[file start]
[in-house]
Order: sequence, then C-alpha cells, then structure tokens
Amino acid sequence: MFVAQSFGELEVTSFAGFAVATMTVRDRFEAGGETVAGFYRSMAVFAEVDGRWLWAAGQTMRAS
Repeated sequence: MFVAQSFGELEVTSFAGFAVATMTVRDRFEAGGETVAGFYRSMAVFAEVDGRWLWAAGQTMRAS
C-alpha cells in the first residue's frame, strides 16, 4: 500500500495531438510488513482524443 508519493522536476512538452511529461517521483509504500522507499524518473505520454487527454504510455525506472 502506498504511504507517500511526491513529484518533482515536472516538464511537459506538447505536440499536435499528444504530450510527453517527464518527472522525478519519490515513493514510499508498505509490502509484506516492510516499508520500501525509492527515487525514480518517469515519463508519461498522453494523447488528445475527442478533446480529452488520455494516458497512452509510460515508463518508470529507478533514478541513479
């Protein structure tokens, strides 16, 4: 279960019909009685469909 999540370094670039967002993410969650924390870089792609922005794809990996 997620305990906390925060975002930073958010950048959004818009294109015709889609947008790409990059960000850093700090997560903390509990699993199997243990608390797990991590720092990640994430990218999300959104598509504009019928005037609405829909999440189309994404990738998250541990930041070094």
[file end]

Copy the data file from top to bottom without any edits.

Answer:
[in-house]
Order: sequence, then C-alpha cells, then structure tokens
Amino acid sequence: MFVAQSFGELEVTSFAGFAVATMTVRDRFEAGGETVAGFYRSMAVFAEVDGRWLWAAGQTMRAS
Repeated sequence: MFVAQSFGELEVTSFAGFAVATMTVRDRFEAGGETVAGFYRSMAVFAEVDGRWLWAAGQTMRAS
C-alpha cells in the first residue's frame, strides 16, 4: 500500500495531438510488513482524443 508519493522536476512538452511529461517521483509504500522507499524518473505520454487527454504510455525506472 502506498504511504507517500511526491513529484518533482515536472516538464511537459506538447505536440499536435499528444504530450510527453517527464518527472522525478519519490515513493514510499508498505509490502509484506516492510516499508520500501525509492527515487525514480518517469515519463508519461498522453494523447488528445475527442478533446480529452488520455494516458497512452509510460515508463518508470529507478533514478541513479
């Protein structure tokens, strides 16, 4: 279960019909009685469909 999540370094670039967002993410969650924390870089792609922005794809990996 997620305990906390925060975002930073958010950048959004818009294109015709889609947008790409990059960000850093700090997560903390509990699993199997243990608390797990991590720092990640994430990218999300959104598509504009019928005037609405829909999440189309994404990738998250541990930041070094």